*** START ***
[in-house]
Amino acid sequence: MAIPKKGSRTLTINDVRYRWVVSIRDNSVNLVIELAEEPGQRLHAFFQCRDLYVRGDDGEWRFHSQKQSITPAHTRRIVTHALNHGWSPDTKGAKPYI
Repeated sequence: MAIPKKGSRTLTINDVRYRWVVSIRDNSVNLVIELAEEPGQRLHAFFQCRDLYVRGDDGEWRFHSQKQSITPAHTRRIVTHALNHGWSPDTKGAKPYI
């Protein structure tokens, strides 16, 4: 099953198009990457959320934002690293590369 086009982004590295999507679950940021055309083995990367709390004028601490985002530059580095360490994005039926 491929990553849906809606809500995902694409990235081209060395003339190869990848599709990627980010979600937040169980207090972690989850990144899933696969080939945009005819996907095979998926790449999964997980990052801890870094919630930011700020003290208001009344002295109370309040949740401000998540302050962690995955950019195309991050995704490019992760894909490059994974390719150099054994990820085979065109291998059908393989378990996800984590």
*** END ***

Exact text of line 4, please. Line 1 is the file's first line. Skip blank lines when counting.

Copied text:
């Protein structure tokens, strides 16, 4: 099953198009990457959320934002690293590369 086009982004590295999507679950940021055309083995990367709390004028601490985002530059580095360490994005039926 491929990553849906809606809500995902694409990235081209060395003339190869990848599709990627980010979600937040169980207090972690989850990144899933696969080939945009005819996907095979998926790449999964997980990052801890870094919630930011700020003290208001009344002295109370309040949740401000998540302050962690995955950019195309991050995704490019992760894909490059994974390719150099054994990820085979065109291998059908393989378990996800984590």